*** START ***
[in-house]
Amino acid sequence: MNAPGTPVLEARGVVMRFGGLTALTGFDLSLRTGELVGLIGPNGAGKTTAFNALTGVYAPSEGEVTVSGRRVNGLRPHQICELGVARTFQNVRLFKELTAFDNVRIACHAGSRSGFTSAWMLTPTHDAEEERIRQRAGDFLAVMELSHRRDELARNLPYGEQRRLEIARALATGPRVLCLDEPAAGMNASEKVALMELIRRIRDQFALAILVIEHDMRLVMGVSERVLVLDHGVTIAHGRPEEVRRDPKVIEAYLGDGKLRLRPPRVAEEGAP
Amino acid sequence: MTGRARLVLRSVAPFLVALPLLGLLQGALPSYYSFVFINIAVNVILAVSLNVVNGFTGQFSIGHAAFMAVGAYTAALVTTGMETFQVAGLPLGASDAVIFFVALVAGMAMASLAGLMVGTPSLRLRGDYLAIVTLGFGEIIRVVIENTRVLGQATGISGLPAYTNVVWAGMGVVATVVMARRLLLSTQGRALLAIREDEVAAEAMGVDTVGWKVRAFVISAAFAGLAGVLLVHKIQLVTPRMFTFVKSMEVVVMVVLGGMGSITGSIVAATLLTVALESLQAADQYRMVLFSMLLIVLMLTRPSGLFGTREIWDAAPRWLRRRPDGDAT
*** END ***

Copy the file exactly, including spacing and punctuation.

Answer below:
[in-house]
Amino acid sequence: MNAPGTPVLEARGVVMRFGGLTALTGFDLSLRTGELVGLIGPNGAGKTTAFNALTGVYAPSEGEVTVSGRRVNGLRPHQICELGVARTFQNVRLFKELTAFDNVRIACHAGSRSGFTSAWMLTPTHDAEEERIRQRAGDFLAVMELSHRRDELARNLPYGEQRRLEIARALATGPRVLCLDEPAAGMNASEKVALMELIRRIRDQFALAILVIEHDMRLVMGVSERVLVLDHGVTIAHGRPEEVRRDPKVIEAYLGDGKLRLRPPRVAEEGAP
Amino acid sequence: MTGRARLVLRSVAPFLVALPLLGLLQGALPSYYSFVFINIAVNVILAVSLNVVNGFTGQFSIGHAAFMAVGAYTAALVTTGMETFQVAGLPLGASDAVIFFVALVAGMAMASLAGLMVGTPSLRLRGDYLAIVTLGFGEIIRVVIENTRVLGQATGISGLPAYTNVVWAGMGVVATVVMARRLLLSTQGRALLAIREDEVAAEAMGVDTVGWKVRAFVISAAFAGLAGVLLVHKIQLVTPRMFTFVKSMEVVVMVVLGGMGSITGSIVAATLLTVALESLQAADQYRMVLFSMLLIVLMLTRPSGLFGTREIWDAAPRWLRRRPDGDAT